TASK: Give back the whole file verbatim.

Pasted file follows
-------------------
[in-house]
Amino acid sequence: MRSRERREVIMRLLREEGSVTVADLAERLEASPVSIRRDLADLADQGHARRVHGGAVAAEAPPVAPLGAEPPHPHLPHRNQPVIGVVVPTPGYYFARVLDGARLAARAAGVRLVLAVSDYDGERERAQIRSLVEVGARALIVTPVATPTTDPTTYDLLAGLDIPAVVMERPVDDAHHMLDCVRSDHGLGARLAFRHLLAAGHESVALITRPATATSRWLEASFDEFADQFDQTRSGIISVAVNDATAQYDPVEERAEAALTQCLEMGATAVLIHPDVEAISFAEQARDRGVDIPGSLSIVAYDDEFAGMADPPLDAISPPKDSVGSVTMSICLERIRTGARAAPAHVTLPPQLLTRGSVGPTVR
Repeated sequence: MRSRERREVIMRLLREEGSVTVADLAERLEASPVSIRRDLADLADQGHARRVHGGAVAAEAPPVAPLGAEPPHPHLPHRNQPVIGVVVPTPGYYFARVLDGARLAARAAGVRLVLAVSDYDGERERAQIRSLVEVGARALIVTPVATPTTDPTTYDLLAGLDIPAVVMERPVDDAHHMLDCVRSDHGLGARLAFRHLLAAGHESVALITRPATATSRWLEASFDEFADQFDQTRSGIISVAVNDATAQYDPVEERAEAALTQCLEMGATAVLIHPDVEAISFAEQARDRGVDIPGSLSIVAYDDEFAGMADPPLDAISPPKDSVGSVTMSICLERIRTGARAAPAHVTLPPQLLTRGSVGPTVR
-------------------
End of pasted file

[in-house]
Amino acid sequence: MRSRERREVIMRLLREEGSVTVADLAERLEASPVSIRRDLADLADQGHARRVHGGAVAAEAPPVAPLGAEPPHPHLPHRNQPVIGVVVPTPGYYFARVLDGARLAARAAGVRLVLAVSDYDGERERAQIRSLVEVGARALIVTPVATPTTDPTTYDLLAGLDIPAVVMERPVDDAHHMLDCVRSDHGLGARLAFRHLLAAGHESVALITRPATATSRWLEASFDEFADQFDQTRSGIISVAVNDATAQYDPVEERAEAALTQCLEMGATAVLIHPDVEAISFAEQARDRGVDIPGSLSIVAYDDEFAGMADPPLDAISPPKDSVGSVTMSICLERIRTGARAAPAHVTLPPQLLTRGSVGPTVR
Repeated sequence: MRSRERREVIMRLLREEGSVTVADLAERLEASPVSIRRDLADLADQGHARRVHGGAVAAEAPPVAPLGAEPPHPHLPHRNQPVIGVVVPTPGYYFARVLDGARLAARAAGVRLVLAVSDYDGERERAQIRSLVEVGARALIVTPVATPTTDPTTYDLLAGLDIPAVVMERPVDDAHHMLDCVRSDHGLGARLAFRHLLAAGHESVALITRPATATSRWLEASFDEFADQFDQTRSGIISVAVNDATAQYDPVEERAEAALTQCLEMGATAVLIHPDVEAISFAEQARDRGVDIPGSLSIVAYDDEFAGMADPPLDAISPPKDSVGSVTMSICLERIRTGARAAPAHVTLPPQLLTRGSVGPTVR